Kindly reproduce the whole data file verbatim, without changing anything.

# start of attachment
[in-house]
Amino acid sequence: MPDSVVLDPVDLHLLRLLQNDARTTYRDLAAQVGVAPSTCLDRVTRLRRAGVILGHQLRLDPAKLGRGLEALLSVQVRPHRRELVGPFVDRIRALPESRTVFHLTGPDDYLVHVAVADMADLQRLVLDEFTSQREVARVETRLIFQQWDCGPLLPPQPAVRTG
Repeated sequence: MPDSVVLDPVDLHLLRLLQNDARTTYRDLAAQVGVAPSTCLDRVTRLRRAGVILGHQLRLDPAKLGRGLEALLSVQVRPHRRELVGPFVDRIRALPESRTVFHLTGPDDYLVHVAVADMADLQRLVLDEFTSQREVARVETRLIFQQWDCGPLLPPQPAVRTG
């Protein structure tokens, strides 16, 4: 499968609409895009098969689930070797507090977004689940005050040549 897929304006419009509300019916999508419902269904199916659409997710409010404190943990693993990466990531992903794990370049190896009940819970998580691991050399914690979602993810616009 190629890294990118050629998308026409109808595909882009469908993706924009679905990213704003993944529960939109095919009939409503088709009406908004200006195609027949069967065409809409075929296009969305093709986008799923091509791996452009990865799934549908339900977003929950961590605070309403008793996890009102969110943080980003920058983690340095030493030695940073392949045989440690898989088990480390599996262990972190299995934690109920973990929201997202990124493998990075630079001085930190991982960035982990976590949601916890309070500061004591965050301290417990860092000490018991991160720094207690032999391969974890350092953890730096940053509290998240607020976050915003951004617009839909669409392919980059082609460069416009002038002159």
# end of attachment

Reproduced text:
[in-house]
Amino acid sequence: MPDSVVLDPVDLHLLRLLQNDARTTYRDLAAQVGVAPSTCLDRVTRLRRAGVILGHQLRLDPAKLGRGLEALLSVQVRPHRRELVGPFVDRIRALPESRTVFHLTGPDDYLVHVAVADMADLQRLVLDEFTSQREVARVETRLIFQQWDCGPLLPPQPAVRTG
Repeated sequence: MPDSVVLDPVDLHLLRLLQNDARTTYRDLAAQVGVAPSTCLDRVTRLRRAGVILGHQLRLDPAKLGRGLEALLSVQVRPHRRELVGPFVDRIRALPESRTVFHLTGPDDYLVHVAVADMADLQRLVLDEFTSQREVARVETRLIFQQWDCGPLLPPQPAVRTG
């Protein structure tokens, strides 16, 4: 499968609409895009098969689930070797507090977004689940005050040549 897929304006419009509300019916999508419902269904199916659409997710409010404190943990693993990466990531992903794990370049190896009940819970998580691991050399914690979602993810616009 190629890294990118050629998308026409109808595909882009469908993706924009679905990213704003993944529960939109095919009939409503088709009406908004200006195609027949069967065409809409075929296009969305093709986008799923091509791996452009990865799934549908339900977003929950961590605070309403008793996890009102969110943080980003920058983690340095030493030695940073392949045989440690898989088990480390599996262990972190299995934690109920973990929201997202990124493998990075630079001085930190991982960035982990976590949601916890309070500061004591965050301290417990860092000490018991991160720094207690032999391969974890350092953890730096940053509290998240607020976050915003951004617009839909669409392919980059082609460069416009002038002159």